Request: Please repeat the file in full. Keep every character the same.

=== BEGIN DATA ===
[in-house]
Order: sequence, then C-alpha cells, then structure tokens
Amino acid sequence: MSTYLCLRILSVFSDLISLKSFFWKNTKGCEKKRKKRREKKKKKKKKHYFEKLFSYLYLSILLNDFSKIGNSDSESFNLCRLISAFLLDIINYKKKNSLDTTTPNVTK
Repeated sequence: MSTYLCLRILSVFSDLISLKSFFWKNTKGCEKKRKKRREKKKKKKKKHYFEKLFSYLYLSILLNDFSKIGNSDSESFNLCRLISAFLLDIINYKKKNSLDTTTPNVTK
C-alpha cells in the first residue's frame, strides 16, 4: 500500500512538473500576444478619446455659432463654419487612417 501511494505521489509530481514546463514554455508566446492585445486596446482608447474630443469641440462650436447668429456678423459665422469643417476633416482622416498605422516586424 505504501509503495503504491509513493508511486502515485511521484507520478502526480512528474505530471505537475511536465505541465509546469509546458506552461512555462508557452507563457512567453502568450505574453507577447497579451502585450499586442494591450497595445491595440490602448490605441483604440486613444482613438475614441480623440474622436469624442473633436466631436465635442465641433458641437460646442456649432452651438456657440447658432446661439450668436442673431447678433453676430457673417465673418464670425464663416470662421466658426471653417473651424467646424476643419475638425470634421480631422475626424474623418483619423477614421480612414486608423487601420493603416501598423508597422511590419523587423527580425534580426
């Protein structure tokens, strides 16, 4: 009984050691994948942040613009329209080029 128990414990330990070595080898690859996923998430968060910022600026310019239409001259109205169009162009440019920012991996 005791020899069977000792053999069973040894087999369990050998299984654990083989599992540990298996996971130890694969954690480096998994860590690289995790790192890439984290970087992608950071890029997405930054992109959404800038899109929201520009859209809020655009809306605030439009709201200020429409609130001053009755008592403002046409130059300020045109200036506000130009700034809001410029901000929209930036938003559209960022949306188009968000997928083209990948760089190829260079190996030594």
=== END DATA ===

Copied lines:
[in-house]
Order: sequence, then C-alpha cells, then structure tokens
Amino acid sequence: MSTYLCLRILSVFSDLISLKSFFWKNTKGCEKKRKKRREKKKKKKKKHYFEKLFSYLYLSILLNDFSKIGNSDSESFNLCRLISAFLLDIINYKKKNSLDTTTPNVTK
Repeated sequence: MSTYLCLRILSVFSDLISLKSFFWKNTKGCEKKRKKRREKKKKKKKKHYFEKLFSYLYLSILLNDFSKIGNSDSESFNLCRLISAFLLDIINYKKKNSLDTTTPNVTK
C-alpha cells in the first residue's frame, strides 16, 4: 500500500512538473500576444478619446455659432463654419487612417 501511494505521489509530481514546463514554455508566446492585445486596446482608447474630443469641440462650436447668429456678423459665422469643417476633416482622416498605422516586424 505504501509503495503504491509513493508511486502515485511521484507520478502526480512528474505530471505537475511536465505541465509546469509546458506552461512555462508557452507563457512567453502568450505574453507577447497579451502585450499586442494591450497595445491595440490602448490605441483604440486613444482613438475614441480623440474622436469624442473633436466631436465635442465641433458641437460646442456649432452651438456657440447658432446661439450668436442673431447678433453676430457673417465673418464670425464663416470662421466658426471653417473651424467646424476643419475638425470634421480631422475626424474623418483619423477614421480612414486608423487601420493603416501598423508597422511590419523587423527580425534580426
């Protein structure tokens, strides 16, 4: 009984050691994948942040613009329209080029 128990414990330990070595080898690859996923998430968060910022600026310019239409001259109205169009162009440019920012991996 005791020899069977000792053999069973040894087999369990050998299984654990083989599992540990298996996971130890694969954690480096998994860590690289995790790192890439984290970087992608950071890029997405930054992109959404800038899109929201520009859209809020655009809306605030439009709201200020429409609130001053009755008592403002046409130059300020045109200036506000130009700034809001410029901000929209930036938003559209960022949306188009968000997928083209990948760089190829260079190996030594």